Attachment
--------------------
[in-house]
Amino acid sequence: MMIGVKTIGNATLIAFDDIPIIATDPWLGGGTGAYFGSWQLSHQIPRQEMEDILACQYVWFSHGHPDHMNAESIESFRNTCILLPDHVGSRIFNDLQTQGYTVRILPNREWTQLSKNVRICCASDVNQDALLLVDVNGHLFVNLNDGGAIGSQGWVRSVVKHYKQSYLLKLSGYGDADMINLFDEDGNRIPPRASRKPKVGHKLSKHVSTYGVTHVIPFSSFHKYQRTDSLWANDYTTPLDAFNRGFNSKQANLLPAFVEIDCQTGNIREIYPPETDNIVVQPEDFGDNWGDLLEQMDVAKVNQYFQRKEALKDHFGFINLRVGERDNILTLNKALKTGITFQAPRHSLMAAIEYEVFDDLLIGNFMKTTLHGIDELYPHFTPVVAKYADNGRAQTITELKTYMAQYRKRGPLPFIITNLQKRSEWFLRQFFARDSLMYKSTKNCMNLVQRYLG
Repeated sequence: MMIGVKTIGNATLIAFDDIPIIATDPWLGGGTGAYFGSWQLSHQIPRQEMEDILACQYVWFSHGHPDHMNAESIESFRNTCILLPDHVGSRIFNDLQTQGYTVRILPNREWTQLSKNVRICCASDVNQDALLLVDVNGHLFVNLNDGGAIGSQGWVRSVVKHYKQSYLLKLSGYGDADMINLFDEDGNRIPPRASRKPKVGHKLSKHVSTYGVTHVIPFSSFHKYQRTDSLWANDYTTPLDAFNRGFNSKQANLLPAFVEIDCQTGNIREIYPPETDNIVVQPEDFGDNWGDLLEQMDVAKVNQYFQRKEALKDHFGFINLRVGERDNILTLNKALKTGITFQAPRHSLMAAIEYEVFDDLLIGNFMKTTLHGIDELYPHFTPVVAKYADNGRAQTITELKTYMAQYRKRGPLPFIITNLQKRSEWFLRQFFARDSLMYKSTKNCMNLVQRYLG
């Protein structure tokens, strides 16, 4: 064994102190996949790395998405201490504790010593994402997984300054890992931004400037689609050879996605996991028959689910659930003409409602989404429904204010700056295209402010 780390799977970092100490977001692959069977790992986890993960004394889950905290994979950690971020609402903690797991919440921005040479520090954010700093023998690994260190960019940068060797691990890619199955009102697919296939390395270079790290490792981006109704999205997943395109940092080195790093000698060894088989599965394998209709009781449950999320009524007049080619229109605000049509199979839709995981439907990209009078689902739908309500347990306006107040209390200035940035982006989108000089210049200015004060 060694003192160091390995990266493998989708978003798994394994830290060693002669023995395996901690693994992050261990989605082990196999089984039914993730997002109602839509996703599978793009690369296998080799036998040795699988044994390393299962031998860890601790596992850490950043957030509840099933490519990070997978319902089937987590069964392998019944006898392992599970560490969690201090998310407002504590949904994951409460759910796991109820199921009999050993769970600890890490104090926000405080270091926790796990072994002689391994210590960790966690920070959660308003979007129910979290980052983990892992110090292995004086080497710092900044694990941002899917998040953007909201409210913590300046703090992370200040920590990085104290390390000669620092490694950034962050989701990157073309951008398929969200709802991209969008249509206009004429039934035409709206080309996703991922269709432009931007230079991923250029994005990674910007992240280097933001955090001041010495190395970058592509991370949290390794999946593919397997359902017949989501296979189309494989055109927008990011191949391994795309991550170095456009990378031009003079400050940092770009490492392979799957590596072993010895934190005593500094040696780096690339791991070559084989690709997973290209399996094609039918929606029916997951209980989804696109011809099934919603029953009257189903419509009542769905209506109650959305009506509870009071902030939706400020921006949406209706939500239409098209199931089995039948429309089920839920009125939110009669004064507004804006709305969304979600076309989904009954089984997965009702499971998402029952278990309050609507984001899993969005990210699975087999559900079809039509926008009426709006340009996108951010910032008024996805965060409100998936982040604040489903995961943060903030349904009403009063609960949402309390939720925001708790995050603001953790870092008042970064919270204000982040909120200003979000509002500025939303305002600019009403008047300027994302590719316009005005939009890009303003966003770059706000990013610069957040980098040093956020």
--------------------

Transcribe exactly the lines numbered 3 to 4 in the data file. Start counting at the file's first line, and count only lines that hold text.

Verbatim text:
Repeated sequence: MMIGVKTIGNATLIAFDDIPIIATDPWLGGGTGAYFGSWQLSHQIPRQEMEDILACQYVWFSHGHPDHMNAESIESFRNTCILLPDHVGSRIFNDLQTQGYTVRILPNREWTQLSKNVRICCASDVNQDALLLVDVNGHLFVNLNDGGAIGSQGWVRSVVKHYKQSYLLKLSGYGDADMINLFDEDGNRIPPRASRKPKVGHKLSKHVSTYGVTHVIPFSSFHKYQRTDSLWANDYTTPLDAFNRGFNSKQANLLPAFVEIDCQTGNIREIYPPETDNIVVQPEDFGDNWGDLLEQMDVAKVNQYFQRKEALKDHFGFINLRVGERDNILTLNKALKTGITFQAPRHSLMAAIEYEVFDDLLIGNFMKTTLHGIDELYPHFTPVVAKYADNGRAQTITELKTYMAQYRKRGPLPFIITNLQKRSEWFLRQFFARDSLMYKSTKNCMNLVQRYLG
């Protein structure tokens, strides 16, 4: 064994102190996949790395998405201490504790010593994402997984300054890992931004400037689609050879996605996991028959689910659930003409409602989404429904204010700056295209402010 780390799977970092100490977001692959069977790992986890993960004394889950905290994979950690971020609402903690797991919440921005040479520090954010700093023998690994260190960019940068060797691990890619199955009102697919296939390395270079790290490792981006109704999205997943395109940092080195790093000698060894088989599965394998209709009781449950999320009524007049080619229109605000049509199979839709995981439907990209009078689902739908309500347990306006107040209390200035940035982006989108000089210049200015004060 060694003192160091390995990266493998989708978003798994394994830290060693002669023995395996901690693994992050261990989605082990196999089984039914993730997002109602839509996703599978793009690369296998080799036998040795699988044994390393299962031998860890601790596992850490950043957030509840099933490519990070997978319902089937987590069964392998019944006898392992599970560490969690201090998310407002504590949904994951409460759910796991109820199921009999050993769970600890890490104090926000405080270091926790796990072994002689391994210590960790966690920070959660308003979007129910979290980052983990892992110090292995004086080497710092900044694990941002899917998040953007909201409210913590300046703090992370200040920590990085104290390390000669620092490694950034962050989701990157073309951008398929969200709802991209969008249509206009004429039934035409709206080309996703991922269709432009931007230079991923250029994005990674910007992240280097933001955090001041010495190395970058592509991370949290390794999946593919397997359902017949989501296979189309494989055109927008990011191949391994795309991550170095456009990378031009003079400050940092770009490492392979799957590596072993010895934190005593500094040696780096690339791991070559084989690709997973290209399996094609039918929606029916997951209980989804696109011809099934919603029953009257189903419509009542769905209506109650959305009506509870009071902030939706400020921006949406209706939500239409098209199931089995039948429309089920839920009125939110009669004064507004804006709305969304979600076309989904009954089984997965009702499971998402029952278990309050609507984001899993969005990210699975087999559900079809039509926008009426709006340009996108951010910032008024996805965060409100998936982040604040489903995961943060903030349904009403009063609960949402309390939720925001708790995050603001953790870092008042970064919270204000982040909120200003979000509002500025939303305002600019009403008047300027994302590719316009005005939009890009303003966003770059706000990013610069957040980098040093956020």